Most nonprofits are going the extra mile to make sure benefactors keep on giving. But the low-key Christian Aid Ministries has not changed anything about outreach to its Amish, Mennonite, and other Anabaptist supporters. Its methods are already incredibly successful.

In Christianity Today's January 2009 survey of giving by committed Christians, Christian Aid finished far and away as having the highest average giving amount from individual donors. In 1981, David Troyer founded the Berlin, Ohio, charity that helps victims of war, economic hardship, and natural disasters.

In just more than a quarter century, Christian Aid has become a $187 million organization. Troyer says the nonprofit's primary method of communicating with donors is a direct-mail monthly newsletter explaining opportunities to help. A response coupon and envelope are included, and 99 percent of the support comes the traditional way—through the U.S. Postal Service. Troyer, who is general director of the organization, says the average annual contribution per donor in 2008 amounted to $1,255.

"Our supporters aren't generated from TV ads," Troyer says. "We make them aware of the needs through the newsletter. Then it's between them and the Lord." Christian Aid has averaged a 9.5 percent growth rate annually for the past 20 years.

"We don't feel comfortable pressuring donors," Troyer says. "We won't be saying, 'We're really hurting. Could you please dish out some extra?'"

Many Christian Aid contributors are employed in construction and furniture making, two hard-hit industries during the current recession. Even though pledges are currently 5 percent ahead of last year, Troyer is preparing for up to a 15 percent drop in revenue in 2009.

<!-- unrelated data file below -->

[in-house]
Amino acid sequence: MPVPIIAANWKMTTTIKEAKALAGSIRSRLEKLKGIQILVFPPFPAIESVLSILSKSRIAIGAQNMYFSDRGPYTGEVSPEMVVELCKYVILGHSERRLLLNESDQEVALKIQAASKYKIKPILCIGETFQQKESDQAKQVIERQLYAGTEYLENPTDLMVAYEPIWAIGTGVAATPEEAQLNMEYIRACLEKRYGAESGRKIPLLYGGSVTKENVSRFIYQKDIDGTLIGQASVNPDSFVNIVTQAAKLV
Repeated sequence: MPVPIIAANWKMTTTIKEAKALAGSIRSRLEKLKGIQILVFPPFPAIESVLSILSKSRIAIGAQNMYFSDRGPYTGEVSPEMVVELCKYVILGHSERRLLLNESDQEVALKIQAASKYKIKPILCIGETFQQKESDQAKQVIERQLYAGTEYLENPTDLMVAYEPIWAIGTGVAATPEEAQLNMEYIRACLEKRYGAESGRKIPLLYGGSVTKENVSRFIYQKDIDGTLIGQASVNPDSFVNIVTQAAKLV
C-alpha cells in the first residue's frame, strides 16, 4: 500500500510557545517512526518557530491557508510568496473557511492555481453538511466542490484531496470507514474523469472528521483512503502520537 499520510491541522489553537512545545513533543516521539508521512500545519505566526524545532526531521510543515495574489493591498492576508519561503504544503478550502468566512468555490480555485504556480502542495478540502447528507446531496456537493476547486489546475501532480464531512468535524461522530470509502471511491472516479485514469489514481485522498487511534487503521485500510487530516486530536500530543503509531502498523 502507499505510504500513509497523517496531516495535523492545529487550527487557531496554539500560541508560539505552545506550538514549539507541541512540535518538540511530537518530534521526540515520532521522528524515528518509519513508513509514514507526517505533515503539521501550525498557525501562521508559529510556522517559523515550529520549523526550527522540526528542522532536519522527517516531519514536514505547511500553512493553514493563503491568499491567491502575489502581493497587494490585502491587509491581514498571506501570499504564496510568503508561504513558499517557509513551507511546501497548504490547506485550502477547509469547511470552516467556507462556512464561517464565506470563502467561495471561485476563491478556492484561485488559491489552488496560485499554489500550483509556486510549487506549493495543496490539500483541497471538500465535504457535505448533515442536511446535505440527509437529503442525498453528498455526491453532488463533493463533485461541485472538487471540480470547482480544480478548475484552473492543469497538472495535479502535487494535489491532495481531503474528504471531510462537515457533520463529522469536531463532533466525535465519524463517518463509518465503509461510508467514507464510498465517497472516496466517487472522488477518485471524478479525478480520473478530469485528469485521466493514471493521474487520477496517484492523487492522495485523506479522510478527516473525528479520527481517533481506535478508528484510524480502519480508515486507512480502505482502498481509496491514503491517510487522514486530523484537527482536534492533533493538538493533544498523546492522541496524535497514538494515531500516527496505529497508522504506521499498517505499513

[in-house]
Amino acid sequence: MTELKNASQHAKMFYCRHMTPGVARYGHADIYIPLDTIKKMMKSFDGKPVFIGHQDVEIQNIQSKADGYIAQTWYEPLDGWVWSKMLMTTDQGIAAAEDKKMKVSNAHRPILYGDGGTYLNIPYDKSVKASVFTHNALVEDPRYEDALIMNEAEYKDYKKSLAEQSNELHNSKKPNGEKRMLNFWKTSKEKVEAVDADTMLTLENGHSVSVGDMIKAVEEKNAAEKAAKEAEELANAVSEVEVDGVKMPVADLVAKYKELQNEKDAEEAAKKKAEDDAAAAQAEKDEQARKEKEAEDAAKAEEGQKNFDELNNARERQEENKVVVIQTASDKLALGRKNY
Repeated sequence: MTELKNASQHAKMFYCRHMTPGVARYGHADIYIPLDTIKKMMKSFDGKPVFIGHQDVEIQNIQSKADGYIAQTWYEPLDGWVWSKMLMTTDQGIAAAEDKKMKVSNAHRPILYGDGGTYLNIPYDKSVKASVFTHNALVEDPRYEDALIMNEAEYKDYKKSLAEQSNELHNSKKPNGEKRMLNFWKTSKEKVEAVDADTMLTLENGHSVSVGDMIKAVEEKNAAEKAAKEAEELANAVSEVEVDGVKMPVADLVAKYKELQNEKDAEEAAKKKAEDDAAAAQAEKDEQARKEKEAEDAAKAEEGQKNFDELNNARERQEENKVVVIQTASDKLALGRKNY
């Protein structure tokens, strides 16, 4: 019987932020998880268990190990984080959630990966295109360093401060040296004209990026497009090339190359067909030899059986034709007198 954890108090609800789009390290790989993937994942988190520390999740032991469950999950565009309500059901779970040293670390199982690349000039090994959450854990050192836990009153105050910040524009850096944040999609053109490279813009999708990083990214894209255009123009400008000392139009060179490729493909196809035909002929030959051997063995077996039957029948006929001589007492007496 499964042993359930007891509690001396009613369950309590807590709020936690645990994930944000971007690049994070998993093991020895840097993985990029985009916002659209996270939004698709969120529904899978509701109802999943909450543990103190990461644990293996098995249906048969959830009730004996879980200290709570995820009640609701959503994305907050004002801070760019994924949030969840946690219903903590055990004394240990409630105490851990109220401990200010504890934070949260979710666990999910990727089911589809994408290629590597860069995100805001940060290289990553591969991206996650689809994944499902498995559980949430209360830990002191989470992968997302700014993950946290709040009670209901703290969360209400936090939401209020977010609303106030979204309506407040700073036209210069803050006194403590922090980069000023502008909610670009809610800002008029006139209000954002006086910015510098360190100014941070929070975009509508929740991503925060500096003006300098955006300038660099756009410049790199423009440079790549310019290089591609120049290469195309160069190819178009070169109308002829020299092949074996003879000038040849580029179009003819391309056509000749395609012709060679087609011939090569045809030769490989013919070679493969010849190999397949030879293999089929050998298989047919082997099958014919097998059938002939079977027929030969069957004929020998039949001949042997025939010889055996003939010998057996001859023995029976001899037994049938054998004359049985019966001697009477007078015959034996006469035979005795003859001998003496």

But he sees one significant bright spot in the weakened economy: More people are available to give their time as volunteers in addition to their financial support. "We use a lot of volunteers, rebuilding hurricanedamaged homes on the Gulf Coast, for example," Troyer says. "It's easier to get volunteers in the midst of a crisis because there are fewer job opportunities."

Related Elsewhere:

This article was posted with "The Not-for-Profit Surge" as part of Christianity Today's May cover package.

CT has more coverage of the economic crisis and money & business. Other articles on charities and giving include:

Scrooge Lives! | Why we're not putting more in the offering plate. And what we can do about it. (December 5, 2008)
Some Boats Stay Afloat | An economic downturn isn't always bad news for giving. (December 5, 2008)
Church Giving Outlook: You've Got Some Time | Research shows that members' contributions stay steady through first years of recession. (October 16, 2008)
Philanthro-Pinch | Economic downturn sparks worries over giving. (July 11, 2008)
Overturning the Money Tables | Rusty Leonard is a financial manager who wants to change how you give and invest. (July 11, 2008)
Charity: Businesses Find Money in Charity | Are for-profit Web sites skimming the collection plate? (February 19, 2001)

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